There is currently an international shortage of Audiologists (McIntyre, 2010). Audiology is a professional degree undertaken at a postgraduate level at most universities around the world. Students have training in anatomy and physiology, hearing aids, cochlear implants, electrophysiology and acoustics; combined with a clinical component to the course. The clinical component is undertaken throughout the entirety of the course and involves a mixture of observation and supervised clinical practice in a variety of settings. Clinical training often begins with students crowded around a single piece of equipment, such as an audiometer for testing puretone-hearing thresholds or by pairing up and simulating a hearing loss. This process creates time and access constraints for students as it restricts their ability to practice performing audiometry, particularly if there is a shortage of equipment, and also limits their exposure to a wide variety of hearing loss pathologies. The potential for universities worldwide to use Virtual Reality and Computer Based Simulations to provide Audiology students with basic clinical skills without relying on extensive support from external clinics warrants further investigation. In particular, it needs to be determined whether Audiology students value these simulations as a useful supplement to their clinical training, and whether the use of these simulations translates into measurable improvements in student abilities in real clinical placements. A computer based training program for Audiology students developed at the Human Interface Technology Lab (HITLAB) New Zealand is evaluated in this study as an educational tool at the University of Canterbury, New Zealand. The present study aims to determine if a sample of twelve first year Audiology students felt their interactions with Virtual Patients improved their ability to interact with clients and perform masking which is often part of a basic audiometric assessment for a patient with hearing loss. The study measures the students’ competency in performing masking in puretone audiometry on the Virtual Patient and then on a patient in a real-world setting to see whether the Audiology Simulator training tool improved the student’s basic audiometry skills (a training effect) and whether these skills were maintained after a period of four weeks (a maintenance effect). Statistical analysis is applied to determine any training and maintenance effects. Students also gave subjective feedback on the usefulness of the simulator and suggestions for ways in which it could be improved. Results indicated that there was no statistically significant training effect between students that had used the Audiology Simulator and those that hadn’t. Once all students had used the Virtual Patient there was an overall maintenance effect present in that student’s scores stayed the same or improved even for those students who had not used the Virtual Patient for a period of time. Students overall reported that they found the Virtual Patient to be ‘Moderately Useful’ and had many recommendations for ways in which it could be improved to further assist their learning.The present study indicates that computer based simulation programs like the Virtual Patient are able to present and simulate realistic hearing losses to an acceptable level of complexity for students studying in the field of audiology and that the Audiology Simulator can be a useful and complementary training tool for components of audiological clinical competence, such as puretone audiometry and masking.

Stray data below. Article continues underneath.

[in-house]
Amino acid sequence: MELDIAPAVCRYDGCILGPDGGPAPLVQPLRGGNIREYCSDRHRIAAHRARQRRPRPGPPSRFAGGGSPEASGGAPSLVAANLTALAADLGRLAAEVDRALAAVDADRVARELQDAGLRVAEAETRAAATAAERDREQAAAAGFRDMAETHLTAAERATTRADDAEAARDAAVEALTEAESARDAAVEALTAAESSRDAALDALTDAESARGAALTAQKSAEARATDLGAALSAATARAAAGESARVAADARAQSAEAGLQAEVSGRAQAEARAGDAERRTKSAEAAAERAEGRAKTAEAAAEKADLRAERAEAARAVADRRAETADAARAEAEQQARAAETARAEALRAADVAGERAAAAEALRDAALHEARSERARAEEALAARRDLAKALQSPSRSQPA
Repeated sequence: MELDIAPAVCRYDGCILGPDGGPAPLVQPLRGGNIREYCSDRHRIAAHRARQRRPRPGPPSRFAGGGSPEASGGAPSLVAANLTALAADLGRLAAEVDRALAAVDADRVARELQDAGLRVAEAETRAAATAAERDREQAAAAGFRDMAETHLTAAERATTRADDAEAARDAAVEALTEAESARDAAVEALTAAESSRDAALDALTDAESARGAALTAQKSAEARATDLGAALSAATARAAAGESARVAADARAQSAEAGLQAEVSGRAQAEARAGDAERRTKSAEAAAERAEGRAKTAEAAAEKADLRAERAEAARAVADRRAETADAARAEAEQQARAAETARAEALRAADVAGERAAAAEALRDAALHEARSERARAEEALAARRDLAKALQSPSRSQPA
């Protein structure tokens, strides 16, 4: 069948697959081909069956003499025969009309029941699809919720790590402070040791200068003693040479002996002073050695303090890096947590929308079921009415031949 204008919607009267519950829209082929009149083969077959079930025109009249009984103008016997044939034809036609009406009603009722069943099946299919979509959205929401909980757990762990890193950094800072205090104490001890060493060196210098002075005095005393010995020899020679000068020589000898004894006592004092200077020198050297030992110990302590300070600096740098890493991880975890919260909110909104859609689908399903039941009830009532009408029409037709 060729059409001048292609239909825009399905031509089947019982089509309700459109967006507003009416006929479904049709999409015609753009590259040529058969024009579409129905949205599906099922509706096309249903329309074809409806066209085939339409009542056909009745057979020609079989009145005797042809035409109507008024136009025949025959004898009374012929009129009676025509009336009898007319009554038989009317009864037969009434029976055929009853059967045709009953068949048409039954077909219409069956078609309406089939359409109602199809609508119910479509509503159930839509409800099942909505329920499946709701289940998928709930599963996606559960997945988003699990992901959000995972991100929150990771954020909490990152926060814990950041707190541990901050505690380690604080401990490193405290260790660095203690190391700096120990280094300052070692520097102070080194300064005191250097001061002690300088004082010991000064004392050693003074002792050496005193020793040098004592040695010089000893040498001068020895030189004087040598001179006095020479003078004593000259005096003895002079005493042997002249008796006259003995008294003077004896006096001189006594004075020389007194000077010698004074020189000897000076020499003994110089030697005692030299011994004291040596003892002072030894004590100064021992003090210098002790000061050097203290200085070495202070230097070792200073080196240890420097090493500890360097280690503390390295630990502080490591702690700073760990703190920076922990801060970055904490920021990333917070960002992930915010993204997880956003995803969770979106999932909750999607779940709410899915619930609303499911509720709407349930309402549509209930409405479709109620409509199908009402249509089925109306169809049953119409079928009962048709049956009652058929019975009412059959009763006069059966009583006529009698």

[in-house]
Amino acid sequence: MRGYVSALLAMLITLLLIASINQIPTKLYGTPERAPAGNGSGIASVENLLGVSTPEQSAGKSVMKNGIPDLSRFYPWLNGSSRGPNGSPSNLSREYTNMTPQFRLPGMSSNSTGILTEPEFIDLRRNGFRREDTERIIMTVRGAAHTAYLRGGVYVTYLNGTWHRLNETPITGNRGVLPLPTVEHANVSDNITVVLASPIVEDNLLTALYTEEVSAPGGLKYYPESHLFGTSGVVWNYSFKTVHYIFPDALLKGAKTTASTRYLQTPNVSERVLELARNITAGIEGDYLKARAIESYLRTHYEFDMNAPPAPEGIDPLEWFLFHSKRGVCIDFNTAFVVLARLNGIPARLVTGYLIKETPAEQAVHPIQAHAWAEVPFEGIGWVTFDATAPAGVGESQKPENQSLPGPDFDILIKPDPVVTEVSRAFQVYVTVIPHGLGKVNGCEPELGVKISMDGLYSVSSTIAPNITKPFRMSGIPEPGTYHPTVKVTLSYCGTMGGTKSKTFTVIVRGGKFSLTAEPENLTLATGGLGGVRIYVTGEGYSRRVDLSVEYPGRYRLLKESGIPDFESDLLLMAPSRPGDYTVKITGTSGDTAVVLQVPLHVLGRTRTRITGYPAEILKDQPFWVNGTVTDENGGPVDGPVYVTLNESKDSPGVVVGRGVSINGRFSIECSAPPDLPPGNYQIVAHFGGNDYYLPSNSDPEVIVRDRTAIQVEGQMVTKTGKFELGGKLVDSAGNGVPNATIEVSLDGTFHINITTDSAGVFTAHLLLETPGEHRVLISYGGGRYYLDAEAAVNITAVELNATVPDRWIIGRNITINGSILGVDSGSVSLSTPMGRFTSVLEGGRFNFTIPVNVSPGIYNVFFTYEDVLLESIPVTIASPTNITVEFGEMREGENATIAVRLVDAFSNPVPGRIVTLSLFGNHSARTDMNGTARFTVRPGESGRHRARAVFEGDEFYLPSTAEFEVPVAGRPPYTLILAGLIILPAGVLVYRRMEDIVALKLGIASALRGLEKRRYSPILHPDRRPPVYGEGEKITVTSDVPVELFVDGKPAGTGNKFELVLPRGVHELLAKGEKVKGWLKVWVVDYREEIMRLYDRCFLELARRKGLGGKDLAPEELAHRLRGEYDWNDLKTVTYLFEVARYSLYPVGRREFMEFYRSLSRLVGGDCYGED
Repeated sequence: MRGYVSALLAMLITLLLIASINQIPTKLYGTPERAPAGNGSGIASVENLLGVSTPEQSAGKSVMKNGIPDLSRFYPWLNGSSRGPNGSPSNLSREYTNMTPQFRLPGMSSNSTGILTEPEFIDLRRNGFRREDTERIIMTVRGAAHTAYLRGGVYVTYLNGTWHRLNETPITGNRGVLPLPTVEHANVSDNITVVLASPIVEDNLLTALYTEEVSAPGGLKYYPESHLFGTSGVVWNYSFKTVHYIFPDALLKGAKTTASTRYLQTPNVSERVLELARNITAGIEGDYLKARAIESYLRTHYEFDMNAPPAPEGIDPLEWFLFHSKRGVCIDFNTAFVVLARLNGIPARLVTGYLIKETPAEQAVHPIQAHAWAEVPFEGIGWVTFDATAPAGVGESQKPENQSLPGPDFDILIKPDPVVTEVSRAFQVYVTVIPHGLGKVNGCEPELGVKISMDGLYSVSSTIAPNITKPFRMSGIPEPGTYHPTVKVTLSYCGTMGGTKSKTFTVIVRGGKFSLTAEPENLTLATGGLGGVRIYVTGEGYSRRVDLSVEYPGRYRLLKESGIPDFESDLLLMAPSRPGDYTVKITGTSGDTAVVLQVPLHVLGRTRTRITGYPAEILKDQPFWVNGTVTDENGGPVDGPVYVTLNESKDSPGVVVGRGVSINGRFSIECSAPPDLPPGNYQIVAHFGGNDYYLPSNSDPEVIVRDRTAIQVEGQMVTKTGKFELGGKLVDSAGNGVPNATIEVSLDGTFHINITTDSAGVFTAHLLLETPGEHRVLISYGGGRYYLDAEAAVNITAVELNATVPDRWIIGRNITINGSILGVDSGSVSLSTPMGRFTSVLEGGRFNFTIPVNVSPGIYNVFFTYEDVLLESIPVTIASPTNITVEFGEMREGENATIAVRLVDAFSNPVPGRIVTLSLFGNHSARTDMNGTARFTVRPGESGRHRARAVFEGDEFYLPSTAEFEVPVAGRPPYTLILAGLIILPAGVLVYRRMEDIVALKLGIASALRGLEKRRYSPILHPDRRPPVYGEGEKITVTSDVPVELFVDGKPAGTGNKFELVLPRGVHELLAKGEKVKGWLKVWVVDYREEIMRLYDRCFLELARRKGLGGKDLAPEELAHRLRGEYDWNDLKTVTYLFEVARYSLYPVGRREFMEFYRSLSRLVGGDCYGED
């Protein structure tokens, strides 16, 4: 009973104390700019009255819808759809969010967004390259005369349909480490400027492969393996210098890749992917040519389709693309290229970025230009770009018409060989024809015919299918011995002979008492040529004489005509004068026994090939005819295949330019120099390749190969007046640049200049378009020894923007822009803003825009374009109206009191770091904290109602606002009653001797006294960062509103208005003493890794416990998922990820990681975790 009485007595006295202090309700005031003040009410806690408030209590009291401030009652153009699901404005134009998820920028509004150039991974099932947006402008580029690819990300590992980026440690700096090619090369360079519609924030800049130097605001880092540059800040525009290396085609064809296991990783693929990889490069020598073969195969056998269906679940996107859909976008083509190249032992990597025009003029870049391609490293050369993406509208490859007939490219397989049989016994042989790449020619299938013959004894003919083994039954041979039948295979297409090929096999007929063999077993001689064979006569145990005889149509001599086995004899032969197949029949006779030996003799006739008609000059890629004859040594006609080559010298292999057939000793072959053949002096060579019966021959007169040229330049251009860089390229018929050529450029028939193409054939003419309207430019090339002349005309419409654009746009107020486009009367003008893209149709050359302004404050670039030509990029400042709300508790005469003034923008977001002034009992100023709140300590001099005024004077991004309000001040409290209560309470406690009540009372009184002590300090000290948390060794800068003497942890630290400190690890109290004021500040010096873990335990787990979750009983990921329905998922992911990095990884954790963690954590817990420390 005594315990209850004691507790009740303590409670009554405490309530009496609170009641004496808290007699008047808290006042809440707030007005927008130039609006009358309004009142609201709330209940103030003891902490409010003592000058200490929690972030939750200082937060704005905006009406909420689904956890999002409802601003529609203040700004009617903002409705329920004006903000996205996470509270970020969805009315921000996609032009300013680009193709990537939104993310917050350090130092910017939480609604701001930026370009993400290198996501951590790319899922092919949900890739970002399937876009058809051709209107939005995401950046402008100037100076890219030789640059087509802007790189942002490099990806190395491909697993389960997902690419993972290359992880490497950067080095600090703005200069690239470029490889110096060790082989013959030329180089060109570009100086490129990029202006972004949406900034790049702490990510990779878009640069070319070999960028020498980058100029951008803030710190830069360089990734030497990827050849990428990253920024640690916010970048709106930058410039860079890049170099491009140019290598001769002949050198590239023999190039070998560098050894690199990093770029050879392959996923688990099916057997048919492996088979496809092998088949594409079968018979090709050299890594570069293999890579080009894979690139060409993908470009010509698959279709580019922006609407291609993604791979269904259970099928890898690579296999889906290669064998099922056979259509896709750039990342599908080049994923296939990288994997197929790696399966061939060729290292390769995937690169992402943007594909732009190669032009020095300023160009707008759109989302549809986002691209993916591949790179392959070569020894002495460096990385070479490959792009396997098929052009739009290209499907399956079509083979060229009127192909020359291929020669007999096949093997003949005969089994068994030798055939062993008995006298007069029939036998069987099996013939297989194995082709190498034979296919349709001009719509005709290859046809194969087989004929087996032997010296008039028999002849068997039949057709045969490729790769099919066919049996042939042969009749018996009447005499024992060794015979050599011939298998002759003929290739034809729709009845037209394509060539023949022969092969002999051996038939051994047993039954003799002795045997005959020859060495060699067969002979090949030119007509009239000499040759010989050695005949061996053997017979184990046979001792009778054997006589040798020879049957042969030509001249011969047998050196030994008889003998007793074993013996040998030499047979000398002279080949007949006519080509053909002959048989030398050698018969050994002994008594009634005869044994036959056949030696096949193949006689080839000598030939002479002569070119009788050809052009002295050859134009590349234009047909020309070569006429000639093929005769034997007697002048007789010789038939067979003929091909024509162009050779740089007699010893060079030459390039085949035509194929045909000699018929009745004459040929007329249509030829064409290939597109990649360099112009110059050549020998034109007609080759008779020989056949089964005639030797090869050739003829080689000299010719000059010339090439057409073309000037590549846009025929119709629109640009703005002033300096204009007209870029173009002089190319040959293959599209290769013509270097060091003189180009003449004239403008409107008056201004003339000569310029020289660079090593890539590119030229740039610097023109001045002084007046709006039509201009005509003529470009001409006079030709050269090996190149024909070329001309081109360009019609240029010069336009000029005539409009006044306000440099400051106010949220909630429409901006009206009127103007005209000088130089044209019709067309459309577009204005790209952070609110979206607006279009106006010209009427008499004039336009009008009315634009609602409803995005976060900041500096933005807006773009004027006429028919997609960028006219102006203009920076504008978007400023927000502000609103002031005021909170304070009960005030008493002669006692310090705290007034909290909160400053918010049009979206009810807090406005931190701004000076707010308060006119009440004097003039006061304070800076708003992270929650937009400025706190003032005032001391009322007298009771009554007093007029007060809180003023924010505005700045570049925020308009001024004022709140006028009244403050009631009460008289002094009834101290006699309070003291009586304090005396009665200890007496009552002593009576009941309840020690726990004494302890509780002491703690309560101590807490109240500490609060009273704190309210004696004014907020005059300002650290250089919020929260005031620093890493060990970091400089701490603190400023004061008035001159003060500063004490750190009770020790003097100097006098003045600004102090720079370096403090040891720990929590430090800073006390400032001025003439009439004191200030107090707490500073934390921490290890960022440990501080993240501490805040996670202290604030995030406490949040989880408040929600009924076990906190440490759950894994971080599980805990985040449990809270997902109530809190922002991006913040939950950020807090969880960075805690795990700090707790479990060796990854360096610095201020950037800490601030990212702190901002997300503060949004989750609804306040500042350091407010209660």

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  • Superconductive Effects in Thin Cluster Films